Here are a few examples of key achievements of AFAW in the past three months.
AFAW released a decade of activism declaration and the document has been translated into so many languages including English, French, Swahili, Hausa, Igbo, Yoruba, etc The document outlines the vision and objective of AFAW emphasizing AFAW’s humanist, skeptical and critical thinking approach to tackling witch persecution.
Media visits and interviews
Advocates visited many media agencies in Lagos, Oyo, Edo, Rivers and Akwa Ibom states to inform them about the mission and vision of AFAW. The visits featured face to face meetings and exchanges with journalists and reporters, and sometimes debates on the existence and non existence of witches. Some of the journalists were of the view that, while children could not be witches, adults could be. The media establishment constitutes a critical platform for the education and enlightenment of the public. Media agencies often publish news and commentaries that reinforce witchcraft beliefs and magical thinking. It is pertinent that AFAW partners with print and electronic media organisations in dispelling and weakening mistaken ideas that inform witchcraft imputation and witch hunting. Incidentally, AFAW’s goal will not materialize if AFAW must pay for all media appearances and publications. This is because some of the media stations insisted on being paid before they could publish or broadcast anything on the advocacy against witch persecution. Reports on witchcraft beliefs and accusations are published at no costs. Media agencies that put a price on disseminating information that educate and enlighten the people are indirectly hampering efforts to eradicate witch persecution in the region. In the past three months, local and international media organisations such as the BBC, The Punch, National Light contacted AFAW for interviews, others have published opinions and reports on AFAW’s campaign and activities.
Child orphanages/shelters for child witch victims
In March, I visited child orphanage homes and shelters for victims of child witchcraft allegations in Akwa Ibom and Cross River states. I visited the child orphanage center at Eket. A Christian religious organization, The Way to the Nations, manages this home. This orphanage has 34 children and most of them are male. In fact of the children at the shelter is looking after a girl-child victim of witchcraft accusation that I rescued in 2011. She is now in a secondary school. I also visited the African Children Aid and Development Foundation where I met Hope, the child witch victim which a Danish woman rescued in 2016. I was also at the orphanage home that the state ministry of social welfare established in Uyo and later visited the emergency shelter that the Basic Rights Counsel Initiative has set up in Calabar. In all these places I saw first hand the laudable work that those who are managing these homes were doing. At the same time, I noted a looming crisis. The resources at these centers are overstretched. The managers noted that they continued to get calls to rescue child witch victims. These centers, except the state orphanage, rely on donations from well meaning individuals but the donations they receive can no longer match their care duties and responsibilities. In fact at one of the homes, one of the care givers said that they might soon start rejecting child witch victims. In fact, without sustained support, these homes would soon run out of resources and would be unable to meet up with their duties and responsibilities to the children.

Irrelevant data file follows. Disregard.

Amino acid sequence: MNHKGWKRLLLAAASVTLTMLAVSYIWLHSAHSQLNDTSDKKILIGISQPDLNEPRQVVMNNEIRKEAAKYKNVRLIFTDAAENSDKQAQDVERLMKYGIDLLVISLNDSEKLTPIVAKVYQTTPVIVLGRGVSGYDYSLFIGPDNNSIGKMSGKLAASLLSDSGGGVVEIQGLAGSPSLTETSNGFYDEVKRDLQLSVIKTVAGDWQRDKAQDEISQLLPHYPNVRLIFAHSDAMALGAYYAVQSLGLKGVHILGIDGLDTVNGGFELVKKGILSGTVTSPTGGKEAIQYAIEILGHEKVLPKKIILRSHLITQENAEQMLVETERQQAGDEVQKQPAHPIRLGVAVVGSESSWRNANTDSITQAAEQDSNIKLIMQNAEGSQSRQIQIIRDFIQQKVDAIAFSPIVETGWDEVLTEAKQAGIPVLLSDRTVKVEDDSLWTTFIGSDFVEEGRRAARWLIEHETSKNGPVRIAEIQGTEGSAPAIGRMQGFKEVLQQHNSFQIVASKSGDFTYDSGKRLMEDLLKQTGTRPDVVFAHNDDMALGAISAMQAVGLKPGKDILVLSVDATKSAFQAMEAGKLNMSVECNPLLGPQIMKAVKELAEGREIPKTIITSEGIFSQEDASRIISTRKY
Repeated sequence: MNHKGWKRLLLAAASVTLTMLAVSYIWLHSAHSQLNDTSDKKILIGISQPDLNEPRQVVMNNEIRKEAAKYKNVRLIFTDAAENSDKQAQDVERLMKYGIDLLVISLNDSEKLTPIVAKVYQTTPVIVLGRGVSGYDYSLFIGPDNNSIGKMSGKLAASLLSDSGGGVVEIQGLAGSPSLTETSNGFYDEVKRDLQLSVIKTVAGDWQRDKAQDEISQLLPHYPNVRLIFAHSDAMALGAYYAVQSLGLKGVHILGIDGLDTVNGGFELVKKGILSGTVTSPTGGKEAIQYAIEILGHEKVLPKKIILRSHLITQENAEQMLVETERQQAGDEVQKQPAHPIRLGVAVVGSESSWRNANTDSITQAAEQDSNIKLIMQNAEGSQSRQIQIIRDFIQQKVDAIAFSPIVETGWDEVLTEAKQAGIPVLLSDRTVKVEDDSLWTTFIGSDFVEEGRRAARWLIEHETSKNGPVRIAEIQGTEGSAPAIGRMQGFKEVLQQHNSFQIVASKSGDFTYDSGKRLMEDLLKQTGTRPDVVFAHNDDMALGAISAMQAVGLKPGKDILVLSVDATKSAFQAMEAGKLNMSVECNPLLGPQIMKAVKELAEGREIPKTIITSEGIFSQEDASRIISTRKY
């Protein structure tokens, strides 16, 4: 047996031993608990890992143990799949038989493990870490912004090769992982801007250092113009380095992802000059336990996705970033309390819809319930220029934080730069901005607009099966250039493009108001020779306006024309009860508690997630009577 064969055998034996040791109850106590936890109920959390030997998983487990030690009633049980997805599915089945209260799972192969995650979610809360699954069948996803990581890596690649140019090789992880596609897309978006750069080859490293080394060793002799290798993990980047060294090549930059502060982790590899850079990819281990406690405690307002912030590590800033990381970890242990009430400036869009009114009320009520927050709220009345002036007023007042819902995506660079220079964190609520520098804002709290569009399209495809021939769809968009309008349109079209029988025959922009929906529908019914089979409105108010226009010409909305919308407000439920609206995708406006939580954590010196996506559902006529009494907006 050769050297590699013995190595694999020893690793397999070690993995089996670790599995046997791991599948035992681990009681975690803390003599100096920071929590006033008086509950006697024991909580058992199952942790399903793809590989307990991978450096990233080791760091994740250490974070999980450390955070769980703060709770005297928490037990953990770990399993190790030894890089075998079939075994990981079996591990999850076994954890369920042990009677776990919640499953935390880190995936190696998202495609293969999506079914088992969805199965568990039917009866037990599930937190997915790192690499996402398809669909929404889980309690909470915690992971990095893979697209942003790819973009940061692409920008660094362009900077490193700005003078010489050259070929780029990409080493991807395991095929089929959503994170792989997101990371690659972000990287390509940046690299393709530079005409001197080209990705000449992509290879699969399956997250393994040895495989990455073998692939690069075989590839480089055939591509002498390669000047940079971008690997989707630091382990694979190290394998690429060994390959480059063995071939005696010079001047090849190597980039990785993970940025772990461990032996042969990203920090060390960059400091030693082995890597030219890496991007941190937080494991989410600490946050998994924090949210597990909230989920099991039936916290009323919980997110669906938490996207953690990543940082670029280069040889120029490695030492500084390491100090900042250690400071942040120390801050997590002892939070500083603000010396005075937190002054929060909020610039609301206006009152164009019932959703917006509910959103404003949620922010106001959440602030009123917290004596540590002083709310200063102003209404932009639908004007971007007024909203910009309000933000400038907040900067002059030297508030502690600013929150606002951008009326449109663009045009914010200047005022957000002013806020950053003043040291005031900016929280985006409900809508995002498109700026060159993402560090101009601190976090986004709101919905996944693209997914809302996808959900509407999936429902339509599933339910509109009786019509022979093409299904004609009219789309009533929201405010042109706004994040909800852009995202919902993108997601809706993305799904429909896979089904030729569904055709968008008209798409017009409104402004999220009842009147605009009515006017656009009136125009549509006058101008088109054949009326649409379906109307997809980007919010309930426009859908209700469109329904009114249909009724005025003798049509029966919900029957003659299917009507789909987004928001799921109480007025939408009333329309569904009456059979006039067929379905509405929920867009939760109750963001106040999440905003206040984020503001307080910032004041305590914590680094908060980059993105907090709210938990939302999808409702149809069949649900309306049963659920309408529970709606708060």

AFAW has a campus program which aims to rally students against witch persecution and killing. The campus initiative became necessary after Christian students protested the organization of an academic conference on witchcraft at the university of Nigeria Nsukka last year. Two events on “Who is afraid of witchcraft?” have been organized at the Universities of Ibadan and Nsukka in February and March respectively. There have been request to organize the event in other campuses before the outbreak of the pandemic. To realize a witch hunting free Africa tomorrow, we must invest in the students of today.
Contact with Police
The police are often invited to intervene, investigate and prosecute cases that are related to witchcraft. It is important for AFAW to forge an effective alliance with the police establishment. I visited the Lagos State Police Command in Ikeja to follow up on the case of a girl who was burnt after being accused of witchcraft. AFAW is also in contact with the lawyer who is handling the case of two child witch victims in Plateau state. AFAW also contacted the Malawi police authorities following reports of attacks on suspected witches across the country. The Malawi Police promised to investigate the incidents.
AFAW aims to realize a critical mass of advocates in all African countries. So AFAW is growing a network of activists and contact organisations that advocate against witch persecution and other superstition based abuses in other African countries. In the past three months, AFAW has contacts in Nigeria where I operate from, Ghana, Kenya, Tanzania, Malawi, South Africa, Zambia, Sierra Leone, and Zimbabwe.
Outbreak of Covid-19
The pandemic presents a challenge as well as an opportunity. As a challenge, the pandemic would cause restriction of movements and congregation. So aspects of the project such as the awareness campaigns/town hall meetings will wait until the situation is under control. But other aspects of the project such as providing leadership and liasing with relevant stakeholders in addressing panic, anxieties and misinformation about the pandemic would go on. The pandemic presents an opportunity for AFAW to help prevent allegations of witchcraft. Witchcraft allegations are often ways people make sense of uncertainties and anxieties over terminal and incurable diseases. Thus the pandemic presents an opportunity to correct misinformation about the cause and spread of the coronavirus especially attributions of the pandemic to occult, magical or witchcraft forces.